Gregory Spock is used to performing librettos before rapt audiences in concert halls from Hartford to Florence. Recently, the 26-year-old has found more intimate venues within the exposed-brick walls of New York townhouses. A Roland keyboard or a baby grand to his right, a pink bow tie around his neck, a songbook in his hands—Verdi always wows `em—Mr. Spock delivers bursts of baroque beauty, all for salesmanship.
Mr. Spock joined Manhattan brokerage Rubicon Property four months ago, after receiving his broker’s license in the winter. He said his new boss liked him for his creativity, which means saving money on those showings.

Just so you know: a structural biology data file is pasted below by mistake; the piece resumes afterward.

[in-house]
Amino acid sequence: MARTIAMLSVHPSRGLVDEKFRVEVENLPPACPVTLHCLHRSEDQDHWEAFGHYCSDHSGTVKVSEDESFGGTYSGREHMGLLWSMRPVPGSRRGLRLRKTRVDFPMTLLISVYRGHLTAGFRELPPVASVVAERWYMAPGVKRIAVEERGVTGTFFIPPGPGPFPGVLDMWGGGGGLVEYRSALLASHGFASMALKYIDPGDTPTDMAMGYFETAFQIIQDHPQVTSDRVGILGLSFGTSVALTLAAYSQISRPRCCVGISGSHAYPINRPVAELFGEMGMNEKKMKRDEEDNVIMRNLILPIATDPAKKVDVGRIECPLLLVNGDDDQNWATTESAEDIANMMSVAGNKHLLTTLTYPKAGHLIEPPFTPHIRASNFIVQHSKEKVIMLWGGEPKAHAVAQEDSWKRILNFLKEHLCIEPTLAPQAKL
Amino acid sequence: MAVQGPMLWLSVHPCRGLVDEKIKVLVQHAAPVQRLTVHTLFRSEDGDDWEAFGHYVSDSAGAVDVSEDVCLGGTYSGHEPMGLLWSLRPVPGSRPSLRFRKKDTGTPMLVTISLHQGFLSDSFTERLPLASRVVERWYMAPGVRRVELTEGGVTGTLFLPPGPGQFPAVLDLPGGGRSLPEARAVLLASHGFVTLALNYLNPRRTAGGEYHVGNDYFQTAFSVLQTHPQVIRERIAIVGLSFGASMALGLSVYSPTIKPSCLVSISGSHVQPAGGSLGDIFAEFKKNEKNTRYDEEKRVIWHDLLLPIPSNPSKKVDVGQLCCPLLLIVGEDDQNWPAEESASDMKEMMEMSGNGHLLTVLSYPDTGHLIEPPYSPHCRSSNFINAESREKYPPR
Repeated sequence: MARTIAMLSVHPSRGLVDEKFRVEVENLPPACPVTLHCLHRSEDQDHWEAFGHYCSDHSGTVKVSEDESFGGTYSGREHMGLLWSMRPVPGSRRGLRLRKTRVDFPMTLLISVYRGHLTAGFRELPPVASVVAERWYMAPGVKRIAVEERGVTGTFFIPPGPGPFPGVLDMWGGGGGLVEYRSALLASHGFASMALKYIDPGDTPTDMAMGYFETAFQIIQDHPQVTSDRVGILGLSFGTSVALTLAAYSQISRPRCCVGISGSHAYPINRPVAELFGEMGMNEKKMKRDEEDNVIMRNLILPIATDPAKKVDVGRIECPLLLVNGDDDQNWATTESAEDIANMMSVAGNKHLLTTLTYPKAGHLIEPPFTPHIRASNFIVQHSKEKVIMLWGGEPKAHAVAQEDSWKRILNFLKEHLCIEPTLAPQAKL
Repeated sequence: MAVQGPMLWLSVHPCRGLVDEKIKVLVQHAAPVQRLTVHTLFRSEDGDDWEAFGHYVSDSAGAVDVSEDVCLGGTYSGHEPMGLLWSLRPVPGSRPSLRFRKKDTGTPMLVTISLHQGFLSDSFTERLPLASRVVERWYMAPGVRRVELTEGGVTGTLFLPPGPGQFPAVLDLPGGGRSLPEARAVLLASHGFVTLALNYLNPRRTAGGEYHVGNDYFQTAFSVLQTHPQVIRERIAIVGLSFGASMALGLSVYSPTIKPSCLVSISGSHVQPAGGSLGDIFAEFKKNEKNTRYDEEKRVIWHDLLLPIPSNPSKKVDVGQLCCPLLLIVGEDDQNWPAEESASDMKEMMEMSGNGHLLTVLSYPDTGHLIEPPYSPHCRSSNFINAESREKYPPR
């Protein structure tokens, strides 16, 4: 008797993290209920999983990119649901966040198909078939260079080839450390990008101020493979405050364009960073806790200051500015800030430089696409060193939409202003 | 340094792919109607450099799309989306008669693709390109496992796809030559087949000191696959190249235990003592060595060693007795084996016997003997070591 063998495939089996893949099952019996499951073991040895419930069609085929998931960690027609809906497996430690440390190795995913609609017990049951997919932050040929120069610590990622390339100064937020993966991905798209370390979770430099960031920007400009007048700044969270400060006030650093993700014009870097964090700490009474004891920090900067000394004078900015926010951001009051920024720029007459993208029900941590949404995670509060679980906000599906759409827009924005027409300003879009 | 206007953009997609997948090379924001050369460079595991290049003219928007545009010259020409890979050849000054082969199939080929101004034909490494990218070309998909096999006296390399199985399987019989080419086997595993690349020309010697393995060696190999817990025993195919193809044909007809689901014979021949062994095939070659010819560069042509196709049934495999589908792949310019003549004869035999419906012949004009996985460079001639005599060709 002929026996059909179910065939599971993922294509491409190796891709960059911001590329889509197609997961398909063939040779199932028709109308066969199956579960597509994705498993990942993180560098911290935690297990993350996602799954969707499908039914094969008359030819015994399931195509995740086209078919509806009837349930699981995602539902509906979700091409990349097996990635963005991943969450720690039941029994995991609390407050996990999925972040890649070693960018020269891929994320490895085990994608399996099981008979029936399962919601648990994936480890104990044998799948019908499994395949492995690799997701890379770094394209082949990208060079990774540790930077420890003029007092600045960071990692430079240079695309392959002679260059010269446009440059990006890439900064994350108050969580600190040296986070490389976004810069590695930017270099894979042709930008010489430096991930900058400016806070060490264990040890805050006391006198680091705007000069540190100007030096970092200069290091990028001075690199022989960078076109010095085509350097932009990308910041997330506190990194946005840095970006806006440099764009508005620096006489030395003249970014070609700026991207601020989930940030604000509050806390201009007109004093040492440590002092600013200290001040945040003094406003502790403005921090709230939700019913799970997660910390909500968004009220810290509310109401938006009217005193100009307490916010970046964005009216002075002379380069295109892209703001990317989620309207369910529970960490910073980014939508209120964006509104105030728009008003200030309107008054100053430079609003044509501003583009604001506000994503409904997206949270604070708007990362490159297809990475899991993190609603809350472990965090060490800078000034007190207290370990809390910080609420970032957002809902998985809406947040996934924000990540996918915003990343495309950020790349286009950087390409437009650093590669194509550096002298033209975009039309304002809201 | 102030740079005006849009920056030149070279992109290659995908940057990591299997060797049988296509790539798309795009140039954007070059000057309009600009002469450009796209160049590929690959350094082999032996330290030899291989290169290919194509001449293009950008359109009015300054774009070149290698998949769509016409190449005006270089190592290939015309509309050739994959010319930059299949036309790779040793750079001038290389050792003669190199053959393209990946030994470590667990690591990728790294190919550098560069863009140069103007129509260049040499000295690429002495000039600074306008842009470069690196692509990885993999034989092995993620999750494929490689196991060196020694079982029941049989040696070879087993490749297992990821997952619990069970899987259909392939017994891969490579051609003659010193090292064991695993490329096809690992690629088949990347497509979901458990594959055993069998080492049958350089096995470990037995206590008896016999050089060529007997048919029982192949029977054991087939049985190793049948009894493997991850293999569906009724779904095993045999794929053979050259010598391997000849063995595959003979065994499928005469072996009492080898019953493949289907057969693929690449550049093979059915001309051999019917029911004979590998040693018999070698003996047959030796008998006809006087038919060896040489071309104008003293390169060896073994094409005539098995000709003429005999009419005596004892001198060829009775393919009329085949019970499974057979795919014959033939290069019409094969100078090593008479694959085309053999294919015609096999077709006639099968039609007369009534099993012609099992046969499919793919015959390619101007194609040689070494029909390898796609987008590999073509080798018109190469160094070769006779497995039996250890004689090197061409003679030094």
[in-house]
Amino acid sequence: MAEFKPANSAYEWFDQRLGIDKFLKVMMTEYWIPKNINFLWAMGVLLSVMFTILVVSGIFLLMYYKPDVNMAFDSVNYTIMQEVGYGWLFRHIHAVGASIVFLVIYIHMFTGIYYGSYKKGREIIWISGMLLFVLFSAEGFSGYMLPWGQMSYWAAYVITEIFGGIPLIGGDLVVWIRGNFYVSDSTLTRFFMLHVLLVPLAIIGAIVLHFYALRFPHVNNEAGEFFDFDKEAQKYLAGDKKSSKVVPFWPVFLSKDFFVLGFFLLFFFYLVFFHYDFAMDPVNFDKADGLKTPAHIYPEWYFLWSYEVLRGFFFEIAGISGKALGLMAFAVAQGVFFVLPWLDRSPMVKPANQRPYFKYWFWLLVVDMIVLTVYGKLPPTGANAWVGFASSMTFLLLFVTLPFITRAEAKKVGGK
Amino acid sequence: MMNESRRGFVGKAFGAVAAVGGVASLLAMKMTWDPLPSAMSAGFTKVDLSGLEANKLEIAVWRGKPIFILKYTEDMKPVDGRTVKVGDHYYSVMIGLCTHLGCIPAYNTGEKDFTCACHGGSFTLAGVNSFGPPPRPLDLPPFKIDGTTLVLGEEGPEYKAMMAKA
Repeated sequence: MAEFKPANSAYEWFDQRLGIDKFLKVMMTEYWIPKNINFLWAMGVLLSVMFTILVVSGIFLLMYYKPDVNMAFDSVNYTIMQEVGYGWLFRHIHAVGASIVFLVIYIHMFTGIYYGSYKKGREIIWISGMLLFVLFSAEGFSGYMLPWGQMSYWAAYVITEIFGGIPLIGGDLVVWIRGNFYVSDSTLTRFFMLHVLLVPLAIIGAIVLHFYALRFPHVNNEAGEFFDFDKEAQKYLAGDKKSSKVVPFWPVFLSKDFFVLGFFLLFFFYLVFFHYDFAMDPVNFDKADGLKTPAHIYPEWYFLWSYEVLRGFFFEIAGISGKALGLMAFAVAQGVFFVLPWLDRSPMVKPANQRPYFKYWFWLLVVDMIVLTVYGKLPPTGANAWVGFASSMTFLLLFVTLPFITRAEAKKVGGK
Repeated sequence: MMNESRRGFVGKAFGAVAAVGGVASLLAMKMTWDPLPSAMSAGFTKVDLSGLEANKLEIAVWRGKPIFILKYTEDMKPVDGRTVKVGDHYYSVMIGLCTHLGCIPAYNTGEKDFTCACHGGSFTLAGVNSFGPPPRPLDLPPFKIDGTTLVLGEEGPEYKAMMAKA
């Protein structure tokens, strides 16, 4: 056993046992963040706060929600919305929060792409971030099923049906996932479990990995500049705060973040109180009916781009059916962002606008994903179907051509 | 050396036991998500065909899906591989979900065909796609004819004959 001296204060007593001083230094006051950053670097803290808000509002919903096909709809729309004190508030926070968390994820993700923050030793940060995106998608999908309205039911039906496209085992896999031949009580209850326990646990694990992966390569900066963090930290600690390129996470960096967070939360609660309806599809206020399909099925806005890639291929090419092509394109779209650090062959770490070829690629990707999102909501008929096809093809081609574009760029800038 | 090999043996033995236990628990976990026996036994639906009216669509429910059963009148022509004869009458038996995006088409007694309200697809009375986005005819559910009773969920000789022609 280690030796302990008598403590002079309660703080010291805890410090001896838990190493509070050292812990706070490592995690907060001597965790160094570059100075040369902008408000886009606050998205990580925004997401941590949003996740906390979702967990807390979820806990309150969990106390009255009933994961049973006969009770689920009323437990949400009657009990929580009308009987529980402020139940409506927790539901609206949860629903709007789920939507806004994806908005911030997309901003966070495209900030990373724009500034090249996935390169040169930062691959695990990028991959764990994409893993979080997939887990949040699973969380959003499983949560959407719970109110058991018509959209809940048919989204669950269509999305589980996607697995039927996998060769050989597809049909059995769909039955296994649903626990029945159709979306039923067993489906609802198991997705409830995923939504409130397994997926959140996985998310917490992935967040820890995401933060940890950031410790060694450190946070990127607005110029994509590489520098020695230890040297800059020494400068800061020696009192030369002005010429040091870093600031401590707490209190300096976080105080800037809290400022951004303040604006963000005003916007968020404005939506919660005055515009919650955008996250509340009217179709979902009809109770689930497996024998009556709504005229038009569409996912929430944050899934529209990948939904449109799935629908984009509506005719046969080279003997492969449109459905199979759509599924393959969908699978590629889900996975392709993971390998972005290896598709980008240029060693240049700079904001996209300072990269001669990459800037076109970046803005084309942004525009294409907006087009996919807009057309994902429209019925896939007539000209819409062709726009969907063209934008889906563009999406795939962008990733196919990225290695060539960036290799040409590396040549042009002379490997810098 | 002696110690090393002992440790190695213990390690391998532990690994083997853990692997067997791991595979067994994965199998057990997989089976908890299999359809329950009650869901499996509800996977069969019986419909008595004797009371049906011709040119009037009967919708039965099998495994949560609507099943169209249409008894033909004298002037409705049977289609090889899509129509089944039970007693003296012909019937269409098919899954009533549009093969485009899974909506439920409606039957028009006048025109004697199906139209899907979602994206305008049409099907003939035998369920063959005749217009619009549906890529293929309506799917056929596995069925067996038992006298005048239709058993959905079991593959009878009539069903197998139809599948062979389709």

“A lot of people have food or wine now, but the entertainment isn’t thought out.”
Because who isn’t lulled into signing a multi-million dollar contract by the plaintive moans of Aida?
During last decade’s real estate boom, the real estate party, usually in a newly built condo tower, was a staple of the industry. After the recession hit, nobody could much afford them. Now they seem to be hobbling back, along with the real estate market. Read More